Common names (selected) English: garlic mustard, garlic root, hedge-garlic, jack-by-the-hedge, penny hedge, poor man’s mustard, sauce-alone; Chinese: 葱芥 (mustard); French: alliaire officinale; German: gewöhnliche Knoblauchsrauke; Italian: alliara, erba alliara; Portguese: erva-alheira; Spanish: ajo mostaza, hierba de ajo

Description: biennial

Native regions and distribution: Native to southwest Asia, Europe, N. Africa. Widely distributed around the world including across North, South and Central America, Afghanistan, India, Kashmir, Kazakhstan, Kyrgyzstan, Nepal, Pakistan, Russia, Tajikistan, Turkmenistan, and Uzbekistan. The plant has no known natural enemies in North America, has a broad ecological amplitude, is self-fertile, maintains a seed-bank, and is quite difficult to eradicate once established. 

Urban habitat: common on shady roadsides, river and stream banks, neglected cultivated landscapes, woodland edges, degraded woodlands; has competitive advantage by producing allelopathic chemicals that inhibit the growth of nearby plants. A. petiolata is reported to have allelopathic properties that inhibits to growth of nearby plants.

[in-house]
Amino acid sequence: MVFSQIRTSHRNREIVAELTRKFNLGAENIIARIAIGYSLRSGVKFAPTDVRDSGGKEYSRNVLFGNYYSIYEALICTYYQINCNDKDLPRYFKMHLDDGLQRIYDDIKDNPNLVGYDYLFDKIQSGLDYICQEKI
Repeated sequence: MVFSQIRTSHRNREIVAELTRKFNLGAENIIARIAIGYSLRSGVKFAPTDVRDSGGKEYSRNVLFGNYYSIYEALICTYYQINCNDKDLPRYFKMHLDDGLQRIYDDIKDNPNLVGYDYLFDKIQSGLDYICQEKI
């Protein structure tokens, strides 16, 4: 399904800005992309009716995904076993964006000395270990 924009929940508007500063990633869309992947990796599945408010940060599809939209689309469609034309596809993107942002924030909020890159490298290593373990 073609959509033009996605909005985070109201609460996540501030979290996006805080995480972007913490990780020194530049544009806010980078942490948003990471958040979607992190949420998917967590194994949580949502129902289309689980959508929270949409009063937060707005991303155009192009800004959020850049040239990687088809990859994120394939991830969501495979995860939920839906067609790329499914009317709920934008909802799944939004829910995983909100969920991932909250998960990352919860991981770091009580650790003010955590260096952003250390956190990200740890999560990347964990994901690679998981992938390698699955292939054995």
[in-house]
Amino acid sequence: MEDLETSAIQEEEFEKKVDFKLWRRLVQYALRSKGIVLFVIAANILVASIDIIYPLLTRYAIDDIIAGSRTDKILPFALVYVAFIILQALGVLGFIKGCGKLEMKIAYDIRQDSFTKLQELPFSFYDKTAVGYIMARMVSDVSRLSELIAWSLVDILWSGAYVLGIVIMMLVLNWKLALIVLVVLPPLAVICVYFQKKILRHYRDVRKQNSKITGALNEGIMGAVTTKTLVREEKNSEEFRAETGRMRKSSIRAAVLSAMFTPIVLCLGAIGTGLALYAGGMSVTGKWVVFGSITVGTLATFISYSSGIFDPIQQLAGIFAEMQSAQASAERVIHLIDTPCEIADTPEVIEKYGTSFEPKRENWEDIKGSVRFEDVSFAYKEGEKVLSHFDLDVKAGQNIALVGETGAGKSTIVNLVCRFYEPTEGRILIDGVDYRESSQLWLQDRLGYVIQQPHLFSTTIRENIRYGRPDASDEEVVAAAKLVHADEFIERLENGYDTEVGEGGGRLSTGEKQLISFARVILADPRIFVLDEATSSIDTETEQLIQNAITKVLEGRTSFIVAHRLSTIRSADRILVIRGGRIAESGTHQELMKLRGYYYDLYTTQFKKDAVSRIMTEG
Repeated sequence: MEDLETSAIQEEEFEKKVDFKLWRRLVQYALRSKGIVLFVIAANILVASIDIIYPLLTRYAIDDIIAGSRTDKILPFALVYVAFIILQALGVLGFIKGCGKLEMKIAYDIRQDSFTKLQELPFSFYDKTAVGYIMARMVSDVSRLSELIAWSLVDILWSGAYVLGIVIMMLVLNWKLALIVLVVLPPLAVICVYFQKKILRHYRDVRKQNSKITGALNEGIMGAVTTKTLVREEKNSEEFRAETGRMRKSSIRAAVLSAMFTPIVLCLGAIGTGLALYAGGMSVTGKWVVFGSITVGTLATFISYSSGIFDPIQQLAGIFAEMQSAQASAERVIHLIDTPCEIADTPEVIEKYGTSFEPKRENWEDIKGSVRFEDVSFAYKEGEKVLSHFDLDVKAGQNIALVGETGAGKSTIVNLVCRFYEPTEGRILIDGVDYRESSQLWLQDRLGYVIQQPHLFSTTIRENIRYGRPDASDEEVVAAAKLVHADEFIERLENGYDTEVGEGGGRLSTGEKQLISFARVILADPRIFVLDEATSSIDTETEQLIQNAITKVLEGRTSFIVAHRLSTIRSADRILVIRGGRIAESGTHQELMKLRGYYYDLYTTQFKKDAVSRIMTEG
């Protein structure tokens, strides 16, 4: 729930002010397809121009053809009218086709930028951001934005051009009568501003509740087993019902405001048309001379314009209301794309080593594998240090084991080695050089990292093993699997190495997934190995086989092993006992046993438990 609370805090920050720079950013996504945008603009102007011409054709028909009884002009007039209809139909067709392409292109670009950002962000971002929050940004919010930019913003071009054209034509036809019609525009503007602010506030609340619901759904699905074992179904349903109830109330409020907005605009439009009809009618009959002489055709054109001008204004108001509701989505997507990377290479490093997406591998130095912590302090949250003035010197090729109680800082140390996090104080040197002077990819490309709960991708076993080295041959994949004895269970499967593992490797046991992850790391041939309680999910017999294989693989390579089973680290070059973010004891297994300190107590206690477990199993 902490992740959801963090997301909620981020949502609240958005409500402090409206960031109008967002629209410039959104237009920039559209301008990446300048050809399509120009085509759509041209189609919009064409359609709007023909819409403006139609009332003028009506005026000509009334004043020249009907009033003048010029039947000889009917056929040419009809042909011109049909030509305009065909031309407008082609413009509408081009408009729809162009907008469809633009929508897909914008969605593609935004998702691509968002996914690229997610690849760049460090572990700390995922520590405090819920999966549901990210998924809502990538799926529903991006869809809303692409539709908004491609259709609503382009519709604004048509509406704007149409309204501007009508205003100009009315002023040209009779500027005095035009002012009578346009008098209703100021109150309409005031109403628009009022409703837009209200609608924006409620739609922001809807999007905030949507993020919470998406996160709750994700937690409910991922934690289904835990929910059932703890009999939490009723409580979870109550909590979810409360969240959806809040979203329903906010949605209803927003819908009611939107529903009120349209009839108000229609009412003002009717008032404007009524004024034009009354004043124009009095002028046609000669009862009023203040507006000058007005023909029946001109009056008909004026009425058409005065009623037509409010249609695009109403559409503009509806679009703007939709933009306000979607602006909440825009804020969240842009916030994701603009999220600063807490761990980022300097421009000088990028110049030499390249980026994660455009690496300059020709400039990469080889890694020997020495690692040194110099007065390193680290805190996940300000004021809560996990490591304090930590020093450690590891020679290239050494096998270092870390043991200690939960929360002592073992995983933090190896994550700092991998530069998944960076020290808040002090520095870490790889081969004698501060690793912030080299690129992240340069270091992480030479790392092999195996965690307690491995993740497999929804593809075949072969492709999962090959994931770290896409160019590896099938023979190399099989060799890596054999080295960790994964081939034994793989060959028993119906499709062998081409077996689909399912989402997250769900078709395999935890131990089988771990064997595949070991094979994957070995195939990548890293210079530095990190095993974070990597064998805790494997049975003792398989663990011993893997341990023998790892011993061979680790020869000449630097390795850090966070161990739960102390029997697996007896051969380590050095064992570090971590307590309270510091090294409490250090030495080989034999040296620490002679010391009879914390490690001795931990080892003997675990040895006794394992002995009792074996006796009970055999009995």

Ecological function: disturbance-adapted colonizer of bare ground; pose threat to some native butterflies who lay their eggs on the plant which is toxic to their larvae and eggs.

History / human uses: A. petiolata has a long tradition in Europe as a green consumed in late winter and early spring and was introduced into North America in the 1800’s for medicinal and culinary purposes. The leaves are believed to strengthen the digestive system and have other medicinal uses. Internally, the leaves have been used to treat bronchitis, asthma, ulcers, and eczema, and used as an antiseptic to relieve itching caused by insect bites. The leaves are high vitamins A and C content. The stalks of garlic mustard can be used to make a green paper and a yellow dye can be obtained from the whole plant.